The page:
1000 Kwacha


LUSAKA, ZAMBIA — The two 1,000 Kwacha notes I passed on to my friend to give each of her young children seemed almost like a joke gift, as I suggested they not spend them all in one place.

They are, after all, worth 25 cents each.

Then I remembered the little boys, as small and eager-eyed as my American friend’s little boy, who offer to watch my car here in hopes of such a reward. They can spend it all in one place, and then it’s not nearly enough to fill the needs, let alone the little hopes of childhood.

While I recognize that not all children can be born to the same resources and advantages, I am reminded that when we ignore the human rights to basic health care, we also ignore the promise of children to deliver the best of what humanity has yet to offer.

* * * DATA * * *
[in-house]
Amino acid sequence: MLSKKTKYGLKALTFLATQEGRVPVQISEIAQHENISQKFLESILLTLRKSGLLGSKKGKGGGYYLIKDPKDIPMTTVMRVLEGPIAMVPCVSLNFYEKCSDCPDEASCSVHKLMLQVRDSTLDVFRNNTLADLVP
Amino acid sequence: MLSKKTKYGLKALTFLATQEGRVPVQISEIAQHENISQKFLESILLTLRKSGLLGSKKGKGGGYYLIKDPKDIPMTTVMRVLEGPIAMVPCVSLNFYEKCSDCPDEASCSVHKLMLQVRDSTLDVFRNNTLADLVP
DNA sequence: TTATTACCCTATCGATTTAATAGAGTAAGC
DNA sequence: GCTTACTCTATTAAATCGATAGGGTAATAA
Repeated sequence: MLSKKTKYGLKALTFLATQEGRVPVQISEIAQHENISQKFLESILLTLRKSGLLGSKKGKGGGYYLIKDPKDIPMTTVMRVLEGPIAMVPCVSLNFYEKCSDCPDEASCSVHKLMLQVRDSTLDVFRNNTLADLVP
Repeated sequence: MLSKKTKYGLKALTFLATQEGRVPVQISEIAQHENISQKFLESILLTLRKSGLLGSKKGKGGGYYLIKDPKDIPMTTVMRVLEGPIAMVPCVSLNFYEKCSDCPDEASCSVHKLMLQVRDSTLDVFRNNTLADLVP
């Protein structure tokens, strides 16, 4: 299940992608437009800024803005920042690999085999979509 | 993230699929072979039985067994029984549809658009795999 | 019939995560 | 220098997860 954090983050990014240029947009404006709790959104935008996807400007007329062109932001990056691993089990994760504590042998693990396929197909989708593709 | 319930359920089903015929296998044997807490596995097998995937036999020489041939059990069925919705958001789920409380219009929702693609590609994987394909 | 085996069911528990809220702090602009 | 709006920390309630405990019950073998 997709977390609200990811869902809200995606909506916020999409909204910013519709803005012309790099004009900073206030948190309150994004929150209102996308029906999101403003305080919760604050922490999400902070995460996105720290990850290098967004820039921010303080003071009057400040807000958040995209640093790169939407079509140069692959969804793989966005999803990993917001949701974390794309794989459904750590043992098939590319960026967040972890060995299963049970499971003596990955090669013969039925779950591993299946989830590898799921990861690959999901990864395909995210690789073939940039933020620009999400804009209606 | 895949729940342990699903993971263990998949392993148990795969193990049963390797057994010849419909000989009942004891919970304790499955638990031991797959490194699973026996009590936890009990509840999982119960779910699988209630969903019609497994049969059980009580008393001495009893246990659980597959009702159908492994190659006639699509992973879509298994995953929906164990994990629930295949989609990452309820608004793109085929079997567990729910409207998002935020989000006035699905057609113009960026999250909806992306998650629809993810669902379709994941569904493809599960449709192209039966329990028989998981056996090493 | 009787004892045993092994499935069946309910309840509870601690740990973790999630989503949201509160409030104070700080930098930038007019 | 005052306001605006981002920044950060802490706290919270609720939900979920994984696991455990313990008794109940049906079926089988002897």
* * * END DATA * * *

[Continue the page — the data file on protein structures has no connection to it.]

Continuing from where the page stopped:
Here, in the land of the donor dollar turned industry not just for the recipient but for the giver, programs that promise “PMTCT” (prevention of mother to child transmission of the virus that leads to AIDS), and VCT (voluntary counseling and testing for the virus that leads to AIDS), while ignoring the need to basic health services, including family planning and care, fall closer to lip service than reality.


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